In some parts of the world, you can take “mental-health days” off from work. Since we don’t have them here, I call these “work from home” days.

During such days, I never truly stop working. In fact, my best work has always been done on these off days.

My medical appointments can be frequent, depending on the state I’m in. Eventually, with all my treatment sessions, I had to come clean to my bosses regarding my condition. I’m always mentally-prepared to resign if I sense any discomfort from them. And I was fortunate to have bosses that didn’t think lesser of me. Can’t say the same of my colleagues.

All of these made me think that I would be better working alone from home, on a freelance basis. This is not the opinion of a defeated person, but that of one who finally figured out the best arrangement for herself. I thrive when alone and doing things at my own pace. This is what I intend to do once I leave my current job.

For others, this is not an active choice. It’s a consequence of societal exclusion. 

This is beyond anecdotal. A 2016 study by IMH revealed that around one in seven people experience—diagnosed and undiagnosed—mental disorders. What’s more troubling than that is this: over 50% of people are unwilling to study, work or live in the proximity of someone with mental health conditions.


Last December, my best friend and I had our annual date to discuss New Year’s resolutions. It’s our personal tradition.

My friend went first. He rattled off a bunch of stuff he felt he didn’t do well over the year (he did!), and the things he wanted to work on for the next year (not knowing he excelled in them already!).

By the time he was done, my own list was faced down on the coffee table.


‘I’m disposing my list because I’m having an epiphany right now.’


’You spent a lot more time describing the things you did badly than well. It’s screwed up because most of them aren’t true. Those that were true, you did enough to make up for it. It made me think… what if this lack of objectivity is true of me too?

And when you were talking, I started reflecting on my life so far, and how I played the cards dealt to me, and you know what?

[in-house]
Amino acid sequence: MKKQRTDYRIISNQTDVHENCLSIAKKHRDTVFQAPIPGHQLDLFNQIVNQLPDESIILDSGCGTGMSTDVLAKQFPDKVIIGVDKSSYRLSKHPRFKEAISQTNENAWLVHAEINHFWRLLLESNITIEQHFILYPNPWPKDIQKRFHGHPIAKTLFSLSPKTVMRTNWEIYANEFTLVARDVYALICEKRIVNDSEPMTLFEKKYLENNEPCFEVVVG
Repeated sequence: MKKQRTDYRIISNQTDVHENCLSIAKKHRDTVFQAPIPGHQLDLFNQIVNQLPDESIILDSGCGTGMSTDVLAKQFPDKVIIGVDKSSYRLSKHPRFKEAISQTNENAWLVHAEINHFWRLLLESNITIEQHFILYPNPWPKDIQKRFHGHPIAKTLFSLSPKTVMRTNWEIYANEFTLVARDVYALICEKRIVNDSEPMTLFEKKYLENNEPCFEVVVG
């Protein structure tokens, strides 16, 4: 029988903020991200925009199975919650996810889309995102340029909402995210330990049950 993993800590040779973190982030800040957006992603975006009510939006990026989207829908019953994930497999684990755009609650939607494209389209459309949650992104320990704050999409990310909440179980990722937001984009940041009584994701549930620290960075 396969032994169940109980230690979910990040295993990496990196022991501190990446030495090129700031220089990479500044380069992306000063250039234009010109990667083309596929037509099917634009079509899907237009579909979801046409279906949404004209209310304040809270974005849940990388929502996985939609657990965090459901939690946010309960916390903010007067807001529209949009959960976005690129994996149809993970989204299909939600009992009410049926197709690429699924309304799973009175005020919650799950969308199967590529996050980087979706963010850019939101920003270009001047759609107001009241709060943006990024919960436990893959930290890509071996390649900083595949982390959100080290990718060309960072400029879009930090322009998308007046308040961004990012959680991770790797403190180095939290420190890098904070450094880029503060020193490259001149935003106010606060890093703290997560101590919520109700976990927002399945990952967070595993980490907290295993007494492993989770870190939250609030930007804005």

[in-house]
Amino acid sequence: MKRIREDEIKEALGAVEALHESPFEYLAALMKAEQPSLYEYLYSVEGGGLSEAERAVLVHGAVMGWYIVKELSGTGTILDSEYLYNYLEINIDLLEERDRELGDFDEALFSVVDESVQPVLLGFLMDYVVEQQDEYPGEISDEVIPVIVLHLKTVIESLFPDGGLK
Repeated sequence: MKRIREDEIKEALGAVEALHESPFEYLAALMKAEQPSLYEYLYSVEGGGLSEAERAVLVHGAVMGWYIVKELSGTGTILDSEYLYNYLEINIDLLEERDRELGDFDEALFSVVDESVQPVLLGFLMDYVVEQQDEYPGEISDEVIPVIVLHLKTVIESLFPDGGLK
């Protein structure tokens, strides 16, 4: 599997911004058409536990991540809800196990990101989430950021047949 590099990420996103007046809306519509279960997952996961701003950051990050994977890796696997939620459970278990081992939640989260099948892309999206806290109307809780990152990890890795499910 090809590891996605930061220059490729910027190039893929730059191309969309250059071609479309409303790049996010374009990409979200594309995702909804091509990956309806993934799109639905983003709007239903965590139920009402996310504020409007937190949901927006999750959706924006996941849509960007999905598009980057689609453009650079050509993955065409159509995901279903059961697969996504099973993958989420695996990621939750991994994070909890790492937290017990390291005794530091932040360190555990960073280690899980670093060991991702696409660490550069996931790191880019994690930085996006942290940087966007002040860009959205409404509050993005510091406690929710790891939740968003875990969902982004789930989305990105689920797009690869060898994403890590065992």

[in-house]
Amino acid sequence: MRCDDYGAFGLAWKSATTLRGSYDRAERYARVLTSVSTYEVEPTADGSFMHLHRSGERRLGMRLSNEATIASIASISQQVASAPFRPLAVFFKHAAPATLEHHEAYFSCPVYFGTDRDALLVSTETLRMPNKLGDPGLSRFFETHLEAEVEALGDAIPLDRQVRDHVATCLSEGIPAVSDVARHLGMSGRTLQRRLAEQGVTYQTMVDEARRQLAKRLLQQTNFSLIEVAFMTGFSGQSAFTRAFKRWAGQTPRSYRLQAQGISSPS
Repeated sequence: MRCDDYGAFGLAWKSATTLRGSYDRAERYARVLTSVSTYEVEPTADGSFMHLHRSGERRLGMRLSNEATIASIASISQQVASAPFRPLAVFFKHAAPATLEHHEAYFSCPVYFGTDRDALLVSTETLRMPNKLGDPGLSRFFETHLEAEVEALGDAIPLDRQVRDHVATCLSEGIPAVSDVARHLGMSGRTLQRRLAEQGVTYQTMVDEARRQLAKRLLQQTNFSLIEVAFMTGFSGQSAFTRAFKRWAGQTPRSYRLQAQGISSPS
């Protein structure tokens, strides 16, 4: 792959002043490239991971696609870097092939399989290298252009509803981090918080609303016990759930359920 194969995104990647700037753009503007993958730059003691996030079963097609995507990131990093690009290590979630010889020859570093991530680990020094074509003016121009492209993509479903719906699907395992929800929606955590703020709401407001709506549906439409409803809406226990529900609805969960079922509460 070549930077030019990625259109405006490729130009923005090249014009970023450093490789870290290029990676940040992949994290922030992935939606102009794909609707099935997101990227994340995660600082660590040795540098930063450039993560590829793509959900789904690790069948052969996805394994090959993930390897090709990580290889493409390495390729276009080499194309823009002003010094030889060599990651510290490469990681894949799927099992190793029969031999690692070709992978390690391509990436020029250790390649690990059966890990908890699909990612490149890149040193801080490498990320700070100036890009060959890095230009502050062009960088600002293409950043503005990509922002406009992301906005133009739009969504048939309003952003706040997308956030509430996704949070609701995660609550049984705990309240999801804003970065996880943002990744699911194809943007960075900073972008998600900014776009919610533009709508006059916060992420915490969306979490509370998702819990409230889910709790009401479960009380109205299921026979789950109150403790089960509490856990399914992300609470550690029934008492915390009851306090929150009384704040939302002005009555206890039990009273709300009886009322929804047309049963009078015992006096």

No matter how bad it turned out, how hard it was, I continued playing. All that matters is I’m still here, which probably makes me more resilient than I had thought.

So my evaluation of this year, the years before and perhaps my entire life—the darkest times included—is that I’m… OK. I’ve always been doing OK. Even the parts that weren’t fantastic were OK because I always learn from them. Being mentally ill is OK because it made me who I am. My resolution next year, call it my executive decision, is to enjoy being completely OK.’


He was proud of me. Since that day, I’ve stopped having problems getting out of bed.


The symptoms that characterised me as a person with mental conditions still exist, no doubt about that.

What changed was that I stopped thinking that they were bad to have.

They were things that exist in my reality, no less or more important than others.

To romanticise: I imagine my mind as a garden, and my mental conditions as weeds in this garden. Every healthy garden will have some.

Their appearance or persistence does not render a garden entirely hopeless, or a gardener lousy.

This doesn’t mean the gardener shouldn’t try to keep things under control. It also isn’t shameful to reach out for help to manage your garden when you’re tired or at your wits’ end (weeds’ end? Hahaha).

The combination of a lot of professional help, strong support systems, emotional and intellectual labour, and faith, went a long way for me reach this conclusion. It’s all self-care. What’s most important is to stay around and remember to admire the beautiful flowers sharing the same fertile soil of your mind.

And you’ll realise you’ve always been OK.

Writer’s note: For Jo, who lives on in my garden. And Sok, a flower in her own right.

If you have concerns about your mental health and need help with finding the right resource that’s within your budget, try CHAT – the Community Health Assessment Team by IMH. It’s available to those between 16 to 30 years old.

Image: Thư Anh on Unsplash